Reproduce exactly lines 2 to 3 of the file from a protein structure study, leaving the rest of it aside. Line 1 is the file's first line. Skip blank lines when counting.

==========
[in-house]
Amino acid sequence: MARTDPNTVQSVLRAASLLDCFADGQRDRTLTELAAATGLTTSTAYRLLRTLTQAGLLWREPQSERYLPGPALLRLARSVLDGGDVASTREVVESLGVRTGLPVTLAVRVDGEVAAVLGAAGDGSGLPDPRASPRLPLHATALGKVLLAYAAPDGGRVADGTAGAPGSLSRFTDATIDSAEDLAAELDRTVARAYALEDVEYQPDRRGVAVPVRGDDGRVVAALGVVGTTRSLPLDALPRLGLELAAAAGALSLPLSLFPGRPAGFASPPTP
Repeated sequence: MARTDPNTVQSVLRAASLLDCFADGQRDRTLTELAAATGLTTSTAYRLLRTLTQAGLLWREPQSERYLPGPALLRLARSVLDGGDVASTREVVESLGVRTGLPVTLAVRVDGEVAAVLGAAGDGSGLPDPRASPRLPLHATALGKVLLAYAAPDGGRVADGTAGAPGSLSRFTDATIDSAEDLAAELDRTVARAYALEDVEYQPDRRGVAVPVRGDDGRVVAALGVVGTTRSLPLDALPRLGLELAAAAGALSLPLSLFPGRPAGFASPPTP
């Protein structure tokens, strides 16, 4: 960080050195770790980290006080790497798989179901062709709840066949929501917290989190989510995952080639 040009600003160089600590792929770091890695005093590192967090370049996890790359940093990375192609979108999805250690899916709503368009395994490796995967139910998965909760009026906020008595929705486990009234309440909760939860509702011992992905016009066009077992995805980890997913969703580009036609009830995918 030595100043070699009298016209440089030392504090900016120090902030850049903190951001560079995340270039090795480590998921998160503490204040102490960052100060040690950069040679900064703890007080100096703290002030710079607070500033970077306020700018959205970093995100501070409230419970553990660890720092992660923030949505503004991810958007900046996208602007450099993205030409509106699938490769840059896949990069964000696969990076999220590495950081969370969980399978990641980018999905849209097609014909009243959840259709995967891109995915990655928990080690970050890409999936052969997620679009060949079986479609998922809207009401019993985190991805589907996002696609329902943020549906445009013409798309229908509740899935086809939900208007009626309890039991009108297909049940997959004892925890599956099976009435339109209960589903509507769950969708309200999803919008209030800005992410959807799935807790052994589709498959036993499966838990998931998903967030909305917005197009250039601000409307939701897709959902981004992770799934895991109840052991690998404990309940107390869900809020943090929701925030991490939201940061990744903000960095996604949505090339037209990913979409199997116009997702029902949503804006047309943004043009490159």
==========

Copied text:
Amino acid sequence: MARTDPNTVQSVLRAASLLDCFADGQRDRTLTELAAATGLTTSTAYRLLRTLTQAGLLWREPQSERYLPGPALLRLARSVLDGGDVASTREVVESLGVRTGLPVTLAVRVDGEVAAVLGAAGDGSGLPDPRASPRLPLHATALGKVLLAYAAPDGGRVADGTAGAPGSLSRFTDATIDSAEDLAAELDRTVARAYALEDVEYQPDRRGVAVPVRGDDGRVVAALGVVGTTRSLPLDALPRLGLELAAAAGALSLPLSLFPGRPAGFASPPTP
Repeated sequence: MARTDPNTVQSVLRAASLLDCFADGQRDRTLTELAAATGLTTSTAYRLLRTLTQAGLLWREPQSERYLPGPALLRLARSVLDGGDVASTREVVESLGVRTGLPVTLAVRVDGEVAAVLGAAGDGSGLPDPRASPRLPLHATALGKVLLAYAAPDGGRVADGTAGAPGSLSRFTDATIDSAEDLAAELDRTVARAYALEDVEYQPDRRGVAVPVRGDDGRVVAALGVVGTTRSLPLDALPRLGLELAAAAGALSLPLSLFPGRPAGFASPPTP